ABT performed Alexei Ratmansky’s The Sleeping Beauty at The Kennedy Center in Washington, D.C. last week. Here are two reviews:
Alexei Ratmansky’s newest staging of the great classical ballet The Sleeping Beauty feels like that moment in the classic MGM film The Wizard of Oz when the scene goes from black and white to Technicolor. Ratmansky has returned color, style and detail to the warhorse 1890 ballet, which, has, over succeeding decades, lost its identifying roots.
The ABT dancers have tackled the challenges of the more restrained and pure technique and have acclimated themselves wonderfully to the specificity of the mime. As a whole the dancers have a sturdy, solid look, both corps de ballet and principals, which works impeccably well, rather than the gaunt, idealized thinness of late-20th century ballet dancers (here I’m thinking of the Mariinsky’s 1999 revival).
Newly promoted Stella Abrera was elegant and lovely as the Lilac Fairy. Daniil Simkin as the Blue Bird refreshingly burst with energy as he leapt across the stage. However, it sometimes felt as if there was not enough movement. The dancers too frequently maneuvered themselves into overly posed positions, as if subjects in a painting of the 1921 production and not actively performing themselves. At times, the audience could even see the dancers struggle to stay still. This choreography was perhaps true to Ratmansky’s vision of honoring an iconic production, but does not play as well to contemporary audiences.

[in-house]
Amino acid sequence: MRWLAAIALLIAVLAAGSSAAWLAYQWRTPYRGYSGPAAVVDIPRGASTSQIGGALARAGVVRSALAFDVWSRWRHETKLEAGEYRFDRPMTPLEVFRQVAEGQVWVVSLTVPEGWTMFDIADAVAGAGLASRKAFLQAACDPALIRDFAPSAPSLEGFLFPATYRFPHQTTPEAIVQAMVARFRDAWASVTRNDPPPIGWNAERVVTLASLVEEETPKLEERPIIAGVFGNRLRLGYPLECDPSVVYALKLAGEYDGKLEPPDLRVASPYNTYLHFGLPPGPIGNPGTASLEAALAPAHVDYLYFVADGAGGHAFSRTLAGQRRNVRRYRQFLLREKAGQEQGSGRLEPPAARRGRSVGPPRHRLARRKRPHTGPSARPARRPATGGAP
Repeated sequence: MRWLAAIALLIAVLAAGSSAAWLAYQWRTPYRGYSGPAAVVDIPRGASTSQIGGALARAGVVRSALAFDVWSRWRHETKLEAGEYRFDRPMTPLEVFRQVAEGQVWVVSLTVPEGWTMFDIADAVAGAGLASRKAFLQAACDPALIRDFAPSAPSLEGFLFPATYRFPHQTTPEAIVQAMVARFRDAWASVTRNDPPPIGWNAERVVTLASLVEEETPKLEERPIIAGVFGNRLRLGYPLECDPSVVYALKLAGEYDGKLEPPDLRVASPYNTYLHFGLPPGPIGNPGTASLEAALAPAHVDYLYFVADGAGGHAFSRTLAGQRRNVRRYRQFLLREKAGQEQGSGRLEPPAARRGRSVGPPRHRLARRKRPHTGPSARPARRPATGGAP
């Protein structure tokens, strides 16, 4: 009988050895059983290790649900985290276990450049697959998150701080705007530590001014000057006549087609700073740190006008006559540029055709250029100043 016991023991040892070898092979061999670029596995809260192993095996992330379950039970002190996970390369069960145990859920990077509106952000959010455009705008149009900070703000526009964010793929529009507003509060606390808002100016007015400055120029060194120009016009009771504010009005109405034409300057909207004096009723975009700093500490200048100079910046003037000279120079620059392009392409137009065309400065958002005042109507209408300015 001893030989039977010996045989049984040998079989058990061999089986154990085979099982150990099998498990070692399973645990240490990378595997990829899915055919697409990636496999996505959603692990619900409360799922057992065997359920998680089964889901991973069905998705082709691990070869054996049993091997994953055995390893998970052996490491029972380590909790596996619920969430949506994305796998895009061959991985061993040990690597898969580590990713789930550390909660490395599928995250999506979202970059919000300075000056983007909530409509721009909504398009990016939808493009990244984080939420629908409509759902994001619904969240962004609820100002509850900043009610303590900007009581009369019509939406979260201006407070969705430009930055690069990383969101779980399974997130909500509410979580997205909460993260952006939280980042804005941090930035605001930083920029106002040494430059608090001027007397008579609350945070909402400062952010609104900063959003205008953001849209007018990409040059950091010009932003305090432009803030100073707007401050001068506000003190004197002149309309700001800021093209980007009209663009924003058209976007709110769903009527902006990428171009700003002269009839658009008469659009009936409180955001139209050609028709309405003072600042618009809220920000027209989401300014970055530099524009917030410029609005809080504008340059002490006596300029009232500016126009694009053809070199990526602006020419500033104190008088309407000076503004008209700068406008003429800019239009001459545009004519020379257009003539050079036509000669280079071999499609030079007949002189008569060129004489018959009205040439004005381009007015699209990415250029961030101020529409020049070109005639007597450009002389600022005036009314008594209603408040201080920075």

The Sleeping Beauty is a story about rediscovering the past in order to find happiness. By delving into ballet’s roots, Ratmansky crafted a sumptuous world complete with a happy ending.